Self-Actualizing Students’ Needs in Life and the Workplace
Most students go to work for employers following graduation and should know what values create the foundation of a good employee. Broadly, these values indicate a commitment to do what is right regardless of the personal costs. Strong values create a strong work ethic and dedication to one’s purpose in life.
Maslow’s Hierarchy of Needs has been around a long time. It describes the basic needs of individuals to be happy and fulfilled in life. Personal fulfillment depends in part of fulfillment in the workplace.
The basics are for physiological and safety needs. Most people meet those needs on a personal level and workplace experiences provide for them as well. The employment experience must provide a sufficient income and cover basic health needs for employees to achieve higher levels of satisfaction.
Social needs are more important for the millennial generation than others before it. Millennials spend more time at work than previous generations, in part because of the social aspect of jobs and the workplace. Working closely in teams draws millennials closer together. Social ties lead to emotional experiences and the opportunity to build relationships. They inform personal experiences and contribute to a satisfying work experience.
Millennials are more likely to meet their mate at work than previous generations, and they are open to workplace dating experiences. Employers need to support millennials’ need for a sense of connection from work. This is essential to climbing the ladder to the next level of needs.
Millennials look for fulfilling experiences, opportunities for growth and development, satisfying work-team engagement, and a social networking environment that enhances the work experience. This builds self-esteem and moves millennials closer to a purpose-driven workplace experience. It reinforces the foundation necessary to reach self-actualization.
Millennials look for employers to be purpose-driven as well as profit driven. Obviously, pay is a concern, but it shares the stage with other, more outward-centered objectives. The 2018 Deloitte Millennial Survey reports the results of 10,455 millennials (Gen Y) questioned across 36 countries. This year’s survey shows Gen Y’s opinion of business motivation and ethics is at the lowest point in three years. About 20 percent said reputation for ethical behavior, diversity and inclusion, as well as workplace wellbeing were important when choosing an employer.
When asked whether they believe in their employer’s priorities (i.e., profits), millennials responded with a resounding no! The percentage who think this is what their employer’s objectives should be are as follows:
Generating jobs 43% Improving society 39% Generating profits 24%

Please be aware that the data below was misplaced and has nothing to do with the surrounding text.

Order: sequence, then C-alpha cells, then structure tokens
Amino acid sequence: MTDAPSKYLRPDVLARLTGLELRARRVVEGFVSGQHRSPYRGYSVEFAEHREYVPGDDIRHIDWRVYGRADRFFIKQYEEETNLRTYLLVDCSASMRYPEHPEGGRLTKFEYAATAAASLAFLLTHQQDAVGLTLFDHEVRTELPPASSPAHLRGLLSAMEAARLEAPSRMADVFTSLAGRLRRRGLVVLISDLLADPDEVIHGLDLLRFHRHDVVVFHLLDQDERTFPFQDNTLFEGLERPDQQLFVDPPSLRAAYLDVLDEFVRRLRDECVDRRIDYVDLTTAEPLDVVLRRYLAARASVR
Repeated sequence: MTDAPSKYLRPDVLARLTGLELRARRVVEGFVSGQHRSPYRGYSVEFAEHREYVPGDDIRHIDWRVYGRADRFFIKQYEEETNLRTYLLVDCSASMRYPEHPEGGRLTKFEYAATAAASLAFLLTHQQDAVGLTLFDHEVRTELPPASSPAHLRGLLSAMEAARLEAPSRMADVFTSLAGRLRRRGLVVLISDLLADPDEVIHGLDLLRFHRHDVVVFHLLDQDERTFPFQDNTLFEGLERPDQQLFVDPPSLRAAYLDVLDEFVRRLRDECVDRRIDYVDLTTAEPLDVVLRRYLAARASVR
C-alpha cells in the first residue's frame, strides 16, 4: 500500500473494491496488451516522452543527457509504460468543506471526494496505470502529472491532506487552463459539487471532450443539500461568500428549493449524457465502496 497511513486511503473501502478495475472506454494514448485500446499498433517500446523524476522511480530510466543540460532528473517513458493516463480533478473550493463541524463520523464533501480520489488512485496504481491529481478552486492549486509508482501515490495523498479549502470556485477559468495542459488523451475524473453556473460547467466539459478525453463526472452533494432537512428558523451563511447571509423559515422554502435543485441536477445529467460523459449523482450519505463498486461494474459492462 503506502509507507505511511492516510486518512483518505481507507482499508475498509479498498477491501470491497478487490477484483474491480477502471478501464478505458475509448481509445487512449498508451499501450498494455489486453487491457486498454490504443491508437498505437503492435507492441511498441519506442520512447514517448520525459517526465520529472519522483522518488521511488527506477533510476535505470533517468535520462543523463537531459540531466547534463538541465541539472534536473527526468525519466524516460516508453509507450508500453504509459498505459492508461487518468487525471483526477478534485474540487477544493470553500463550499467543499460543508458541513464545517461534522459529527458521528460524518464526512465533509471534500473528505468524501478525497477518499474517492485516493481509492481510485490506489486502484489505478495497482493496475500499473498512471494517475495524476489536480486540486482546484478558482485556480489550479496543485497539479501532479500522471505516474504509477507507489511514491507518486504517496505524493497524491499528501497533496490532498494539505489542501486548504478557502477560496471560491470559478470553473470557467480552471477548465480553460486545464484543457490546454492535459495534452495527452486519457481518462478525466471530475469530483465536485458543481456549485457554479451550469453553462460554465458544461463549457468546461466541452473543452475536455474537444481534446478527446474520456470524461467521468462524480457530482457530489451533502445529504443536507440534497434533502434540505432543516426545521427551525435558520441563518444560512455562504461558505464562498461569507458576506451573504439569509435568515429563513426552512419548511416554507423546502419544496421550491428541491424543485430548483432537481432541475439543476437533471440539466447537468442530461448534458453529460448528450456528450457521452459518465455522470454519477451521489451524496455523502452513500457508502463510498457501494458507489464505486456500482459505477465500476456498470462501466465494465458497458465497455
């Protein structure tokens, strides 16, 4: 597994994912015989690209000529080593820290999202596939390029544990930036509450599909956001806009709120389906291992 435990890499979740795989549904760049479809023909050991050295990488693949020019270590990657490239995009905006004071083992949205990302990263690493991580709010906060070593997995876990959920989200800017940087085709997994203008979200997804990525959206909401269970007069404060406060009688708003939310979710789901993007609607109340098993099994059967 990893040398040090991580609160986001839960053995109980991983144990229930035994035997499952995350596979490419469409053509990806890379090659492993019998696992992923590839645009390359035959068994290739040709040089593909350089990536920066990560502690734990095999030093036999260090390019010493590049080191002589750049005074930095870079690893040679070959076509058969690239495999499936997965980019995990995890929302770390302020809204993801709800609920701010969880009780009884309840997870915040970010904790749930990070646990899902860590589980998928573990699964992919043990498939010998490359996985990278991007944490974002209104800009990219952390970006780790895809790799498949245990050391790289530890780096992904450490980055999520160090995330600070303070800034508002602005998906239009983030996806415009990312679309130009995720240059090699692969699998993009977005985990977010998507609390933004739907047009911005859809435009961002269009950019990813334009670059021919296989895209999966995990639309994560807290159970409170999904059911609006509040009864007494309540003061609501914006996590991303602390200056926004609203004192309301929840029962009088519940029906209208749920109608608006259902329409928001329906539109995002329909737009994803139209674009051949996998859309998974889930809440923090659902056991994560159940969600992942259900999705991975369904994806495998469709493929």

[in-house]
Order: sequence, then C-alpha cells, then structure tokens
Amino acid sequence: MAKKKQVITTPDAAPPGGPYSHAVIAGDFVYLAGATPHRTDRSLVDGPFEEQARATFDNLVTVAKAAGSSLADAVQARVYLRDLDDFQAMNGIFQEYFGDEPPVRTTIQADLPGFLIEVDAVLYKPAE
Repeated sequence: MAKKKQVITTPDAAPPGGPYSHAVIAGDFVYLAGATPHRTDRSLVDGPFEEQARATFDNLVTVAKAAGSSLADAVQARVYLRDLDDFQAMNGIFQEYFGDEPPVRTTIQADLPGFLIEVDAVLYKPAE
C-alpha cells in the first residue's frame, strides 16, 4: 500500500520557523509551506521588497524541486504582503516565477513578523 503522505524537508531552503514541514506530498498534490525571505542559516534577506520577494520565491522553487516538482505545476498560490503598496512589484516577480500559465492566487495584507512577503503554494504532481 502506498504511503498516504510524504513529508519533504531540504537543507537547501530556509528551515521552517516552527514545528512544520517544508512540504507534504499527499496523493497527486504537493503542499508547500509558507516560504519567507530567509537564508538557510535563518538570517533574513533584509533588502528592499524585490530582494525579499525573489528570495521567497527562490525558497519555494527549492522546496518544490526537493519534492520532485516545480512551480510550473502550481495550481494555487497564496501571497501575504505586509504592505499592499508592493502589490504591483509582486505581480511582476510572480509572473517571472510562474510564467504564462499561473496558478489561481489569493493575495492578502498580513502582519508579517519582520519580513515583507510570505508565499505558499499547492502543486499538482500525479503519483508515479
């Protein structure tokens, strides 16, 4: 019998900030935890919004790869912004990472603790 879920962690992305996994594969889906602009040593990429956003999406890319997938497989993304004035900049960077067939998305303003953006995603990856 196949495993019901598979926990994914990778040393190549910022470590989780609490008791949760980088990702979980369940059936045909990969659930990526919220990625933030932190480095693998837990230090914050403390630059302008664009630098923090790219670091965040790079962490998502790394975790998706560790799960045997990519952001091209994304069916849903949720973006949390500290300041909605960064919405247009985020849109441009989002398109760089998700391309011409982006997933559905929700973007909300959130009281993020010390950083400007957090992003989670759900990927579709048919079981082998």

The percentage who think this is what their employer’s objectives are is as follows:
Generating jobs 25% Improving society 25% Generating profits 51%
The Deloitte survey reflects the growing need for inclusion, flexibility in the workplace and a positive work culture. Millennials rated as very important: pay (63%), culture (52%), and flexibility (50%). This year’s survey saw millennials’ view of business motivations fall to its lowest level in three years with less than one-half responding that businesses behave ethically, while 83 percent believe businesses focus more on their bottom line over the good of the greater society.
What does this mean for education in values? First and foremost, values education needs to focus on certain core values that are important in life as well as in the workplace. These include: honesty, trustworthiness, integrity, diversity and inclusion, civility, and work ethic. Based on my experience, few instructors teach students about these values. They may assume students already know about the basics. That may be true but teaching them in the context of a successful workplace experience that builds of Maslow’s foundation and leads to self-actualization is another thing entirely.
If it is true that millennials view employers’ commitment to social causes as wanting, and they seek a more ethical workplace commitment from employers, then it is up to them to transition the workplace to one that truly values social enterprise and supports the notion of a “triple-bottom-line” organization – those simultaneously seeking profits, social impact, and environmental sustainability. It’s up to instructors to incorporate these issues into their curricula.
Blog posted by Steven Mintz, aka Ethics Sage, on June 5, 2018. Visit my website and sign up for my Newsletter.